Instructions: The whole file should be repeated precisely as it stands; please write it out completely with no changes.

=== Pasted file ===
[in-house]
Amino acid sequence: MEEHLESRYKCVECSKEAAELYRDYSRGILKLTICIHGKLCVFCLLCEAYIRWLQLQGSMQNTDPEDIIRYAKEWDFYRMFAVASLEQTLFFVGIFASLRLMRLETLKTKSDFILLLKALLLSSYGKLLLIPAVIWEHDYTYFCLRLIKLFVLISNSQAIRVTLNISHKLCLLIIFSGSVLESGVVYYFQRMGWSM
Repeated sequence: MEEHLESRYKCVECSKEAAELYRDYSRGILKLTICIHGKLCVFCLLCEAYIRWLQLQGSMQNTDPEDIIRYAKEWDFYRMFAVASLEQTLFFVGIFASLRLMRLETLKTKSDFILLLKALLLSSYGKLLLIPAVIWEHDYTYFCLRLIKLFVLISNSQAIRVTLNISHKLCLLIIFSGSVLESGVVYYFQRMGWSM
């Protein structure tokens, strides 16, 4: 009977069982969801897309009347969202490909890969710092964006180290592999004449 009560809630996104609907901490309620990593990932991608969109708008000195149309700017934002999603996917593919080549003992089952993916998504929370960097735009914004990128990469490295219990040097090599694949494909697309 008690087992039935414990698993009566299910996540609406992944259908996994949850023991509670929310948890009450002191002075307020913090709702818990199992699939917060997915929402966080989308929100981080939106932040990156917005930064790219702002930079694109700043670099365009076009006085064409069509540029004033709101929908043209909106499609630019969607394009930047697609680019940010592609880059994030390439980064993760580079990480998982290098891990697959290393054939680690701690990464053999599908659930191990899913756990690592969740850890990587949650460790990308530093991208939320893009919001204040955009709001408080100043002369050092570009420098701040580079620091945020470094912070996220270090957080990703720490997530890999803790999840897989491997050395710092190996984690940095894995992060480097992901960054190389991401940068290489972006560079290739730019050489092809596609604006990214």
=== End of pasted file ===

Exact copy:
[in-house]
Amino acid sequence: MEEHLESRYKCVECSKEAAELYRDYSRGILKLTICIHGKLCVFCLLCEAYIRWLQLQGSMQNTDPEDIIRYAKEWDFYRMFAVASLEQTLFFVGIFASLRLMRLETLKTKSDFILLLKALLLSSYGKLLLIPAVIWEHDYTYFCLRLIKLFVLISNSQAIRVTLNISHKLCLLIIFSGSVLESGVVYYFQRMGWSM
Repeated sequence: MEEHLESRYKCVECSKEAAELYRDYSRGILKLTICIHGKLCVFCLLCEAYIRWLQLQGSMQNTDPEDIIRYAKEWDFYRMFAVASLEQTLFFVGIFASLRLMRLETLKTKSDFILLLKALLLSSYGKLLLIPAVIWEHDYTYFCLRLIKLFVLISNSQAIRVTLNISHKLCLLIIFSGSVLESGVVYYFQRMGWSM
């Protein structure tokens, strides 16, 4: 009977069982969801897309009347969202490909890969710092964006180290592999004449 009560809630996104609907901490309620990593990932991608969109708008000195149309700017934002999603996917593919080549003992089952993916998504929370960097735009914004990128990469490295219990040097090599694949494909697309 008690087992039935414990698993009566299910996540609406992944259908996994949850023991509670929310948890009450002191002075307020913090709702818990199992699939917060997915929402966080989308929100981080939106932040990156917005930064790219702002930079694109700043670099365009076009006085064409069509540029004033709101929908043209909106499609630019969607394009930047697609680019940010592609880059994030390439980064993760580079990480998982290098891990697959290393054939680690701690990464053999599908659930191990899913756990690592969740850890990587949650460790990308530093991208939320893009919001204040955009709001408080100043002369050092570009420098701040580079620091945020470094912070996220270090957080990703720490997530890999803790999840897989491997050395710092190996984690940095894995992060480097992901960054190389991401940068290489972006560079290739730019050489092809596609604006990214």